Frustration or Inspiration
Leaders are leaders because they believe the present needs improvement. They’re fanatics when it comes to their cause, political position, product, or objective.
It’s frustrating when others don’t share your passion. Employees aren’t jazzed about cutting waste, sons and daughters blow off supporting family, and neighbors change the topic of conversation. When this happens, you feel alone, angry, misunderstood and under-appreciated. Life feels like you’re pushing a rope.
Arguing, debating, and pressuring seldom succeeds like inspiration. Inspiring others answers this frustration.
Leaders reach higher by inspiring a shared vision.
People who inspire others stop focusing on what they want and start focusing on what others want. Leaders talk to them about them. Promotions and terminations are not so subtle ways to refocus on them.
Here’s a strategy. Inspire a shared vision by explaining your passion in their language and from their perspective. Refocus the conversation from “you to them.”
Leaders reach higher by talking to them about them.
You can read more about inspiring a shared vision in The Leadership Challenge by Kouzes & Posner.
I enjoyed this article alot. I especially like your framing of this around the importance of vision- without it work is drudgery- I think that’s a Walt Disney quote. Nice work.
Thanks for the good word. Over the past couple years vision has changed my life.
I fully agree with you Dan.
Unfortunately, the world has seen the narrow kind of leadership and followership that focus on the short term bottomline numbers that’s self serving. Tangible rewards in the form of money has become the biggest and strongest carrot (inspiration) in business and corporations. How else could we have got that greedy, gullible and ignorant.
I hope Daniel Pink’s can breakthrough the human barrier in correcting the fundamentals in motivation. And, it will take the joint effort of both – leaders recognise what inspires and employees “protest” the carrot inducement.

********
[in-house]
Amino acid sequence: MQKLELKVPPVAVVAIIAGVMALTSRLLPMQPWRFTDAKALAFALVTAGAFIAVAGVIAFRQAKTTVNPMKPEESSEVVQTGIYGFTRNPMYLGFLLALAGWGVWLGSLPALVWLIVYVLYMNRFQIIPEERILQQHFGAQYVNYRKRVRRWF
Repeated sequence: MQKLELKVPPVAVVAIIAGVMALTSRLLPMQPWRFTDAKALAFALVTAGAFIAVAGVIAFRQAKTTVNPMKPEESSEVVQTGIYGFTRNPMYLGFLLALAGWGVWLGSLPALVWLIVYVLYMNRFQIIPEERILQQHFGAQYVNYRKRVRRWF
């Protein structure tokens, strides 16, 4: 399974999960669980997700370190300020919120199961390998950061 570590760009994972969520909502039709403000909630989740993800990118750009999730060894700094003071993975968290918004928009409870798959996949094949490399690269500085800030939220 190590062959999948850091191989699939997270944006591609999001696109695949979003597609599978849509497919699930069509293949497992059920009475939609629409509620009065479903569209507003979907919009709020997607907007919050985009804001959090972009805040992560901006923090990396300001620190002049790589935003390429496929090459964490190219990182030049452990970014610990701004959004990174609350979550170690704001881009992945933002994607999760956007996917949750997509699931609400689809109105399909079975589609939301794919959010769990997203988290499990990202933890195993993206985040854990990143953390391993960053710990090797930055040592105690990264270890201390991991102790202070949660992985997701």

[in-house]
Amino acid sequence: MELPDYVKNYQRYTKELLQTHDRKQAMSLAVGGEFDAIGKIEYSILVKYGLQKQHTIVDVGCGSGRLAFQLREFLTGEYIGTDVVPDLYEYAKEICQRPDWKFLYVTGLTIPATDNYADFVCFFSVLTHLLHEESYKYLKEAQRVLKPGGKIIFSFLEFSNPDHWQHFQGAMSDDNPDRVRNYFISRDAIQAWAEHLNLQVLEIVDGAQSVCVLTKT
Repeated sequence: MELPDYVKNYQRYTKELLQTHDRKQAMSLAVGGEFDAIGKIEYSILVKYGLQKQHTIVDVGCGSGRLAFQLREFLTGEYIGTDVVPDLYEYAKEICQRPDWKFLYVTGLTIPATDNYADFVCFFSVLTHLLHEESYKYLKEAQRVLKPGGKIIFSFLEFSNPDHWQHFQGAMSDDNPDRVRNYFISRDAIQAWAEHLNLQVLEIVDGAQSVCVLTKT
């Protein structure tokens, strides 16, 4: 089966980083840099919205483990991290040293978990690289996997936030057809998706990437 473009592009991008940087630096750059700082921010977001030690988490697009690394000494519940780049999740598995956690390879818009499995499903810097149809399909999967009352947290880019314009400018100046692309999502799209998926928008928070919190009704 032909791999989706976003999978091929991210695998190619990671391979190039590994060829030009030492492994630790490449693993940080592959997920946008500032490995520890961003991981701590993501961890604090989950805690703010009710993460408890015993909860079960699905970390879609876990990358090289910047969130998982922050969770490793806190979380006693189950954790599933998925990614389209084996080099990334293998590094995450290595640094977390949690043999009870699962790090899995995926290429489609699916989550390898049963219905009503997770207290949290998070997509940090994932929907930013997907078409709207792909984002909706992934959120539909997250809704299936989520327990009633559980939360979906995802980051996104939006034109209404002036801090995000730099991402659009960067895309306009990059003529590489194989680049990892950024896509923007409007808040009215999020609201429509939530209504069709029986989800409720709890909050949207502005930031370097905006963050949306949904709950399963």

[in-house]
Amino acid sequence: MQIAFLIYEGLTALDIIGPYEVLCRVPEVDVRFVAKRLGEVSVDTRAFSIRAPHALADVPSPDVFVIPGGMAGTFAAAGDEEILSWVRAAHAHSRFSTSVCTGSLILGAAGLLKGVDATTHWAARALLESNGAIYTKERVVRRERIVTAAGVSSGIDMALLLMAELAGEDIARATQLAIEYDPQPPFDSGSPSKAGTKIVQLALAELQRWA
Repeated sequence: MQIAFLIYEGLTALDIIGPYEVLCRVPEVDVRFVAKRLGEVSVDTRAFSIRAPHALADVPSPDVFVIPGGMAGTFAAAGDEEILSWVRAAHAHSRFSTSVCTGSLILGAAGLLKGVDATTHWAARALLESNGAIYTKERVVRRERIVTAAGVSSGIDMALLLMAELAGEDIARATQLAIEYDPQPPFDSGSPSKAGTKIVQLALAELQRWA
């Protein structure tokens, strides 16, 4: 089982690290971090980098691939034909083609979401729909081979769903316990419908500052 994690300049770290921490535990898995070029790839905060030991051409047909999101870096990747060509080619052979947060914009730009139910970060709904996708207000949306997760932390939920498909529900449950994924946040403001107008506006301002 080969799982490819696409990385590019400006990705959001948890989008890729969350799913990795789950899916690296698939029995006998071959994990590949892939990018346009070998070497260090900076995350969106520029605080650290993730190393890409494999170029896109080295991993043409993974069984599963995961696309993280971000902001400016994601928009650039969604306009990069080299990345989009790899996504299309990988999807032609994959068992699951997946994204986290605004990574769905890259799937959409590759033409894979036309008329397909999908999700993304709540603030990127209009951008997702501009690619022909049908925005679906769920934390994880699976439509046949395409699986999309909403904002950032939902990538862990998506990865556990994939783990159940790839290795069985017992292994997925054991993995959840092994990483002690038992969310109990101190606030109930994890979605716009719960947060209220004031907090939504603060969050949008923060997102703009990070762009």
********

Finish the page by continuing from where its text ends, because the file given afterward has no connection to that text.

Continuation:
Thanks for jumping into the conversation. In particular thanks for bringing up Pink. The book “Drive” is helpful in this conversation. As you know, Pink says, “Humans have a drive — to direct our own lives, to get better at stuff, to make a contribution. Those three drives or inspirations continue to be the drives that bring me the greatest fulfillment.
“Fanatic: a person with an extreme and uncritical enthusiasm or zeal. Fanatic and zealot both suggest excessive or overweening devotion to a cause or belief. Fanatic further implies unbalanced or obsessive behavior” http://dictionary.reference.com/browse/fanatic
Passion isn’t necessarily good, either. “Passion is up there with innovation in what people think entrepreneurs need in order to succeed. I doubt it. My experience as entrepreneur, entrepreneur educator, and venture capitalist tells me that the more scarce and valuable commodity is cold-shower-self-honesty.” http://leadershipfreak.wordpress.com/2009/12/28/frustration-or-inspiration/
Oops, I pasted the wrong link in my comment above. The link I meant to post is to commentary from Daniel Isenberg, professor of management practice at Babson College, http://blogs.hbr.org/cs/2010/01/the_danger_of_entrepreneurial.html?cm_mmc=hbs-_-syndication-_-HBSExecEd-_-2010
I wasn’t sure why you pasted the link to my blog in your comment. It makes more sense now.
Thanks for the link to Isenberg’s comments they are great contribution to the discussion about passion.